You pay National Insurance contributions to build up your entitlement to certain State Benefits, including the State Pension. The type and level of NI contributions you pay depends on how much you earn and whether you are employed or self employed. You stop paying NI contributions when you reach State Pension age.
Who pays National Insurance?
You pay NI contributions if you are an employee or self-employed and you are aged 16 and over, providing your earnings are more than a certain level. You stop paying NI contributions at State Retirement age.
Your National Insurance number
Your National Insurance number (NI number) is your own personal account number. The number ensures that the National Insurance contributions and the tax you pay are properly recorded on your account. It also acts as a reference number for the whole social security system.
Who uses your NI number?
The only people you should ever give your NI number to are:
- HM Revenue & Customs (HMRC)
- your employer
- Jobcentre Plus, if you claim Jobseeker's Allowance
- your local council, if you claim Housing Benefit
- Electoral Registration Officers (to check your identity when you register to vote)
- the Student Loan Company, if you apply for a student loan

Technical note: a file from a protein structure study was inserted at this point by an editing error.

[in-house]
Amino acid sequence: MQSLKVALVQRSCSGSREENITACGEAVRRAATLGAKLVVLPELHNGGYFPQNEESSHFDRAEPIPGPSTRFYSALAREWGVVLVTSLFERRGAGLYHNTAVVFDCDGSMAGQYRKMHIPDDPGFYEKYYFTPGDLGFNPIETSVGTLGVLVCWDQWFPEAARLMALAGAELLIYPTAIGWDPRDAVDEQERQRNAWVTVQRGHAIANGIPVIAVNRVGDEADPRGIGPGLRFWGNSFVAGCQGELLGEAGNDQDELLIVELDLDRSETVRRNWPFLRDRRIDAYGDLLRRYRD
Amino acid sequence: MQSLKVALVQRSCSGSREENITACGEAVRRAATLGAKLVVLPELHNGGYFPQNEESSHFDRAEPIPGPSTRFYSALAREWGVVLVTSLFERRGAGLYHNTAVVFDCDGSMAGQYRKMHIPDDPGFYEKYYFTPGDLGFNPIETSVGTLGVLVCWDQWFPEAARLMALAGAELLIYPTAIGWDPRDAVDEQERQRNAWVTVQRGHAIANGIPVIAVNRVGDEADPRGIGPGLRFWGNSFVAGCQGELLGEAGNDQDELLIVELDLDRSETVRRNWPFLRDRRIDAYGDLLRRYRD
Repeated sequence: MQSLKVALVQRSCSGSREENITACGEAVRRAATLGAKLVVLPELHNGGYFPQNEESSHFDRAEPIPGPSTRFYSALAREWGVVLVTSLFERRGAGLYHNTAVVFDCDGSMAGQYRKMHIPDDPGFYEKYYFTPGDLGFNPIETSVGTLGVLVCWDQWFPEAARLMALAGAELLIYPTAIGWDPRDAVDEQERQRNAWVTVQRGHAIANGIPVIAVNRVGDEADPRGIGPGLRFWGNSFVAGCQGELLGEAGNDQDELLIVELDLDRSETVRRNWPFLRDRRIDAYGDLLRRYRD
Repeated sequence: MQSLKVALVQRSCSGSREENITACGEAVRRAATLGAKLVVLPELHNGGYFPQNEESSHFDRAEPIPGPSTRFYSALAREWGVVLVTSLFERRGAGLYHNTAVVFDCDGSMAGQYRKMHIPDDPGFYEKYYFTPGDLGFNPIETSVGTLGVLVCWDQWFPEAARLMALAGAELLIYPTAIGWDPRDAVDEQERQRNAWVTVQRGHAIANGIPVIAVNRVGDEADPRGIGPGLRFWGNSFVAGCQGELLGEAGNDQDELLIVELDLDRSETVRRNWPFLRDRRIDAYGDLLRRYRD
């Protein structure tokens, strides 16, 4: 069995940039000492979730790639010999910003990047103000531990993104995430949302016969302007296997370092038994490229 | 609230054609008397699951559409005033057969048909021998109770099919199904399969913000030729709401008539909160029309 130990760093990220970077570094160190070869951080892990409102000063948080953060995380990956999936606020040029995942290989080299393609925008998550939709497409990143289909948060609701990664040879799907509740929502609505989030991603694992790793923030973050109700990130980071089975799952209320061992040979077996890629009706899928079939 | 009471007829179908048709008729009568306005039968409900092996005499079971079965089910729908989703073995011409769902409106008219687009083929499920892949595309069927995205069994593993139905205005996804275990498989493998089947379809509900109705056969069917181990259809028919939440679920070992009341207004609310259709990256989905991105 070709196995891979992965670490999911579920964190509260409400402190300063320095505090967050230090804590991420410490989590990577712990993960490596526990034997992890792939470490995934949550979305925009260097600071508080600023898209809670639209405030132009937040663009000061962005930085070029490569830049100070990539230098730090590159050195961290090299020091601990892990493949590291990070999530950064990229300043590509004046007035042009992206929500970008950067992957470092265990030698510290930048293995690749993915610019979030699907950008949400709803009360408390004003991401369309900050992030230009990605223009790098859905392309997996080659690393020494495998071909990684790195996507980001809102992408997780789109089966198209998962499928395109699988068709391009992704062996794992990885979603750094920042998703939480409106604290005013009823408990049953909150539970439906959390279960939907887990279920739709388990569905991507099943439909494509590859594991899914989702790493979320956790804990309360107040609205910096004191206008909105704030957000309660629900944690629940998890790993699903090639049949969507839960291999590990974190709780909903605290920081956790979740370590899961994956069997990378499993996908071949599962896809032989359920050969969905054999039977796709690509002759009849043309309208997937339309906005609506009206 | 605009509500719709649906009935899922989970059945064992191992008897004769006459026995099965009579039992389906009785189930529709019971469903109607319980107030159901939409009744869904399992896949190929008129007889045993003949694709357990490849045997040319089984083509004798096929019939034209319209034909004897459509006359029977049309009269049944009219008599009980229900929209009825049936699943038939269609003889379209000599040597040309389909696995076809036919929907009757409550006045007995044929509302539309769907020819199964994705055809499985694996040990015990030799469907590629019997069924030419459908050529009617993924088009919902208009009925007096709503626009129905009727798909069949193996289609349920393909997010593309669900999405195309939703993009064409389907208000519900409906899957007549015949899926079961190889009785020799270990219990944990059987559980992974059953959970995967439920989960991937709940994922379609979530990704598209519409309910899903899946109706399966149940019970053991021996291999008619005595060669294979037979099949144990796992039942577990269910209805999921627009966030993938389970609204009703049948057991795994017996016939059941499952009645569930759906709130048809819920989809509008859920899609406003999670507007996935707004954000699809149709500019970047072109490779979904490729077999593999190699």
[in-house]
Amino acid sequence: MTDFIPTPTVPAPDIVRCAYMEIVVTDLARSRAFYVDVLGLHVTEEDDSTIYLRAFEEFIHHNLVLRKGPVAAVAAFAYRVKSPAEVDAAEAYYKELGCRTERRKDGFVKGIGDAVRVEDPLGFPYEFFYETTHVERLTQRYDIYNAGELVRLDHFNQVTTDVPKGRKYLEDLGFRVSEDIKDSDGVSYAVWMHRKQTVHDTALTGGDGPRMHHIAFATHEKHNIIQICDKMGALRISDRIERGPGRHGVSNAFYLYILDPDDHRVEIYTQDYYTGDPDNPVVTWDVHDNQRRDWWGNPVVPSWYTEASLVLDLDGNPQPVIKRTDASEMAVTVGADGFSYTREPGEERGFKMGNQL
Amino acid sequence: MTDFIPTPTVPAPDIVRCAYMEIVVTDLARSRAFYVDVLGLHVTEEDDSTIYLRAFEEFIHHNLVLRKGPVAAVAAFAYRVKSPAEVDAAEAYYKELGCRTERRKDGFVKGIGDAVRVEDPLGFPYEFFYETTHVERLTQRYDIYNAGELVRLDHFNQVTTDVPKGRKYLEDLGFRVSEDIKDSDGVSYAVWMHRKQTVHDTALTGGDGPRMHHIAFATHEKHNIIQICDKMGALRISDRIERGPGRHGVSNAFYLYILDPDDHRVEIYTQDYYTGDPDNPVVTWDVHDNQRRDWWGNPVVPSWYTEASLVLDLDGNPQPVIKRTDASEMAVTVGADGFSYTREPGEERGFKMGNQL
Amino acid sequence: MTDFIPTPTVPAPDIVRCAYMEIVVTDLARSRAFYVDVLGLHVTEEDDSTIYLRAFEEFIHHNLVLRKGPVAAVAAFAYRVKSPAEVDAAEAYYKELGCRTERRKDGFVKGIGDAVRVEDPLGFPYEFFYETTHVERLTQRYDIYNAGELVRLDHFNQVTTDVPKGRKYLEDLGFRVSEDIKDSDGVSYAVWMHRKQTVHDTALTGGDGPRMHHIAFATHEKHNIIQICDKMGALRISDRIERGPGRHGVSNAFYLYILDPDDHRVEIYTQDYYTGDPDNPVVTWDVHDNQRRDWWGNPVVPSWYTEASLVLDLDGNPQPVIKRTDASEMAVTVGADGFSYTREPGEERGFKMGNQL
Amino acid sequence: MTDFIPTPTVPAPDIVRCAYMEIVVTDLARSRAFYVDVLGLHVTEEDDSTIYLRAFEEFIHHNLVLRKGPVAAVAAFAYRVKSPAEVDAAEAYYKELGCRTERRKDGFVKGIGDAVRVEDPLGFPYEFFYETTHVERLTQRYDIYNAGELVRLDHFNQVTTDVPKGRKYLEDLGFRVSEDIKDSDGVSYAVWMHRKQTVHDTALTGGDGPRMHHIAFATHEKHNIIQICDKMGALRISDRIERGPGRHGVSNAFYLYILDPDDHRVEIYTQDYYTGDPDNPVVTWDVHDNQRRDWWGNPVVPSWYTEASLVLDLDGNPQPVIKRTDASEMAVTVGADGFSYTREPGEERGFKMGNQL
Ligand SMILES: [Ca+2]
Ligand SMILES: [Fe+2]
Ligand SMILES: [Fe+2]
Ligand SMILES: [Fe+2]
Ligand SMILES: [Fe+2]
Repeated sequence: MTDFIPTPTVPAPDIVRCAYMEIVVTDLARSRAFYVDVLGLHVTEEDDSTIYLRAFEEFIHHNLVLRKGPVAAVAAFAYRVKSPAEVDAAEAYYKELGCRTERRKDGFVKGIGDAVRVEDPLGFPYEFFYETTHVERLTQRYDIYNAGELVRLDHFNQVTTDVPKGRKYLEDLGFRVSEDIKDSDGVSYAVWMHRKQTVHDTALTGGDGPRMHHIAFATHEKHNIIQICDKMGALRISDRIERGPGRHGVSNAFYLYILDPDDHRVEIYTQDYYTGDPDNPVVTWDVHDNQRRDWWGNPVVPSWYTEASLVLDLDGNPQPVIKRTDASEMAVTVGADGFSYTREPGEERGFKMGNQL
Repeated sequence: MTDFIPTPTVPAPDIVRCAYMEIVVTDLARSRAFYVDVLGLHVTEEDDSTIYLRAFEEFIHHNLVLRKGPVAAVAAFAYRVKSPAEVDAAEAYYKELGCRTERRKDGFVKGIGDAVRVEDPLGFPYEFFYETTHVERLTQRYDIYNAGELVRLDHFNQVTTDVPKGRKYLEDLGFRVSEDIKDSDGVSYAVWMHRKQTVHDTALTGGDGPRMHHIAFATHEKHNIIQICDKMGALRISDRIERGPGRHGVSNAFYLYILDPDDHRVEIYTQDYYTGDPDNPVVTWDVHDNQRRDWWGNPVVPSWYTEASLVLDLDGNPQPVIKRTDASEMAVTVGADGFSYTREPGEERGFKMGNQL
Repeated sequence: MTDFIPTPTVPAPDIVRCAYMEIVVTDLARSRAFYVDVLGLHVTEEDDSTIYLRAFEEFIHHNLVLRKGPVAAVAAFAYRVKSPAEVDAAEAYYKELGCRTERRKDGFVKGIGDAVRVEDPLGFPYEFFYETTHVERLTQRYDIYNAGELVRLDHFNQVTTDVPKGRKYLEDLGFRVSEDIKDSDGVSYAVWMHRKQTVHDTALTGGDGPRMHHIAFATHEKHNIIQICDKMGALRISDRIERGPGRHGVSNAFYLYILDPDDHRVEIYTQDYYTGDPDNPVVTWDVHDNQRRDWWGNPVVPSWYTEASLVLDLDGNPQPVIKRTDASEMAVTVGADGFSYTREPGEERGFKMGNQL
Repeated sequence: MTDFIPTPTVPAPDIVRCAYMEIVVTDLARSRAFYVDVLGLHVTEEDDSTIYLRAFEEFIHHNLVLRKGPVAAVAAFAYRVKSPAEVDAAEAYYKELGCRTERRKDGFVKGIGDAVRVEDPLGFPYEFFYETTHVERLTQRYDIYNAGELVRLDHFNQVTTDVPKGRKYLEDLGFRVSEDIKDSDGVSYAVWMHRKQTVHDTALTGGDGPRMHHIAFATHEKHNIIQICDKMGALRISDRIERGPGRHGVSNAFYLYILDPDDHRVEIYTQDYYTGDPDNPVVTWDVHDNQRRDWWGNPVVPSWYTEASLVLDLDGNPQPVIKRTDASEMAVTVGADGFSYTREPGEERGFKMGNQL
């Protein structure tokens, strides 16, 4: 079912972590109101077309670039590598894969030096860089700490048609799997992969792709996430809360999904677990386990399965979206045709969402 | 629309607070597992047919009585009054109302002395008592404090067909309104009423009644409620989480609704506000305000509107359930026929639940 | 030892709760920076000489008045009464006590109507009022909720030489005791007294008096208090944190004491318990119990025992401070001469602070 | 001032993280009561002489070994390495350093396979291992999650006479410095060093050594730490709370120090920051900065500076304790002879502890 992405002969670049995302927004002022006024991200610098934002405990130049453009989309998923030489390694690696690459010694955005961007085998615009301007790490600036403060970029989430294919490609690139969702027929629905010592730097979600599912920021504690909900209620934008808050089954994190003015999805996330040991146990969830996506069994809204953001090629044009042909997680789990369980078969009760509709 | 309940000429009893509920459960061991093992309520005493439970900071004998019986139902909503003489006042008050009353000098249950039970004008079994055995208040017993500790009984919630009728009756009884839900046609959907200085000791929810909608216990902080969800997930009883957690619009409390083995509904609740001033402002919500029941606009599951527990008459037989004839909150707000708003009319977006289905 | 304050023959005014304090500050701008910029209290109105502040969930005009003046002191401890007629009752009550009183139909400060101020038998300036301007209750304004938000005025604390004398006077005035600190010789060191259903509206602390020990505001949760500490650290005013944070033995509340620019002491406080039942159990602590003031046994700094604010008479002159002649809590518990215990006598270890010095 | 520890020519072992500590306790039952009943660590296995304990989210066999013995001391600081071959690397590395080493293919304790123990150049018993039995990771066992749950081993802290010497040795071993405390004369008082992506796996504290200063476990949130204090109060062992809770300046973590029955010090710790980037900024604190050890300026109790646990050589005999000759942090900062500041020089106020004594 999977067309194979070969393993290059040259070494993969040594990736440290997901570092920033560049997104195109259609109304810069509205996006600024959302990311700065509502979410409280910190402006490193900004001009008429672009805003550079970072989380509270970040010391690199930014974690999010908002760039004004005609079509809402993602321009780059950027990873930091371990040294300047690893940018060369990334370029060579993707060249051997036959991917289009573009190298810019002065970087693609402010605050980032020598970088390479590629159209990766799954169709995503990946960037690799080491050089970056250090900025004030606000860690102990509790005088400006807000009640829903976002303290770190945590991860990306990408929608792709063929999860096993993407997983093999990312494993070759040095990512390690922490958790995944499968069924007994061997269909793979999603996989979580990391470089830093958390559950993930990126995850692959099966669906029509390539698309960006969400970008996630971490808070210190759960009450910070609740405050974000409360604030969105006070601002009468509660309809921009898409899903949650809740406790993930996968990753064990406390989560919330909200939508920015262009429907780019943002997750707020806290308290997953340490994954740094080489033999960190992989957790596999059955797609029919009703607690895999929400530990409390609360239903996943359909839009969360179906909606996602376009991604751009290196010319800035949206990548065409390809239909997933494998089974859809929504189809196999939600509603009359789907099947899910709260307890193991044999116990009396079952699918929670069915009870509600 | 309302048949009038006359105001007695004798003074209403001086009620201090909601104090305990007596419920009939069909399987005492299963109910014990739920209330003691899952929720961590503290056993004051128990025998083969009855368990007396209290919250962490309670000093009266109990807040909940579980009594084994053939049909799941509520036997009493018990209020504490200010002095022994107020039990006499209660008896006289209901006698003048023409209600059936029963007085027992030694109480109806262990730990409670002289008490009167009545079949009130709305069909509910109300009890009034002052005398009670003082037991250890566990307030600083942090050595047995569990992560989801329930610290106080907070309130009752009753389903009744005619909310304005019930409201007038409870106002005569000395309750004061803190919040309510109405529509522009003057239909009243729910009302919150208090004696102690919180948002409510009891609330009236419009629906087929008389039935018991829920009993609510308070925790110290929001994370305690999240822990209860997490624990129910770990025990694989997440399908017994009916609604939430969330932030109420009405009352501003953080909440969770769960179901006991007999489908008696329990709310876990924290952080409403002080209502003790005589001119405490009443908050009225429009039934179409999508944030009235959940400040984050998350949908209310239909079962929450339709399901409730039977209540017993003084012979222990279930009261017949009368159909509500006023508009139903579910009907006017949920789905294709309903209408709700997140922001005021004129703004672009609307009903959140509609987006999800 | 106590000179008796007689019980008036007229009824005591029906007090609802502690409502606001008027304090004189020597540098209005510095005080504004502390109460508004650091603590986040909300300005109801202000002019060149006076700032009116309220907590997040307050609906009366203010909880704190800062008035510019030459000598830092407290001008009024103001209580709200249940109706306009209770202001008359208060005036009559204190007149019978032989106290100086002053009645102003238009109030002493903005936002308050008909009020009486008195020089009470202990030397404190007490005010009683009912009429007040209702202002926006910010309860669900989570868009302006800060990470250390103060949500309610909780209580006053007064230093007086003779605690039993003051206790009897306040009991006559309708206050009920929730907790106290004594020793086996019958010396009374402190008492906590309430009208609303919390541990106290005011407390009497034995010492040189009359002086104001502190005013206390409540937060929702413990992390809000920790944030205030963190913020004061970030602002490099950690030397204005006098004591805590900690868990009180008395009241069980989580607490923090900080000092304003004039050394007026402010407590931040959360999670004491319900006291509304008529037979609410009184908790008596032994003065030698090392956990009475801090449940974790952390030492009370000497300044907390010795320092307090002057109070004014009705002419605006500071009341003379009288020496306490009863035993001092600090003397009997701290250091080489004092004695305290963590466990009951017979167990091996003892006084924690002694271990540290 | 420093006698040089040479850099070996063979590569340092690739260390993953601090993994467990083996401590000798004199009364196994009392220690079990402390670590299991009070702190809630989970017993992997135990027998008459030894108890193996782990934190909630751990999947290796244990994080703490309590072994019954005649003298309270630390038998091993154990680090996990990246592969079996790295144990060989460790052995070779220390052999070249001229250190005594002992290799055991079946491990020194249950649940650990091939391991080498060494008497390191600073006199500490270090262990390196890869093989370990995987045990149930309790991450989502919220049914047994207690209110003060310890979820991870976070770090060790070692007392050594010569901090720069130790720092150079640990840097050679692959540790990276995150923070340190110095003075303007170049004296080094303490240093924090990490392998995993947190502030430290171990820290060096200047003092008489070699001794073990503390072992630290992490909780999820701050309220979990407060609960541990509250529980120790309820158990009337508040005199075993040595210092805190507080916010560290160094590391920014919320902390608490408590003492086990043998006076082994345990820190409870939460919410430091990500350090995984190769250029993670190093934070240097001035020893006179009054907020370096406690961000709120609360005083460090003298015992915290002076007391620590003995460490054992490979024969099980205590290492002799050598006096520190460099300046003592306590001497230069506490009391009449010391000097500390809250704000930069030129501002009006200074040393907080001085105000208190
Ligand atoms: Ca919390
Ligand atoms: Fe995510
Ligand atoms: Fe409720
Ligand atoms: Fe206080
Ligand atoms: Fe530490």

- your Individual Savings Account (ISA) provider, if you open an ISA
- your pension provider, if you have a personal or stakeholder pension
Entitlement to many State benefits depends on your National Insurance contribution record so it is very important not to give your number to anyone else.
If you do not already have a NI number, you must apply for one:
- as soon as you start work
- as soon as you or your partner claims benefit
To be able to apply you must be:
- over 16 years of age
- resident in Great Britain (England, Wales or Scotland)
To apply for a NI number you will need to telephone the National Insurance number application line on 0345 600 0643.
Your entitlement to certain State Benefits and/or the amount you can get may depend on your (or in some cases your spouse or civil partner's) NI contributions.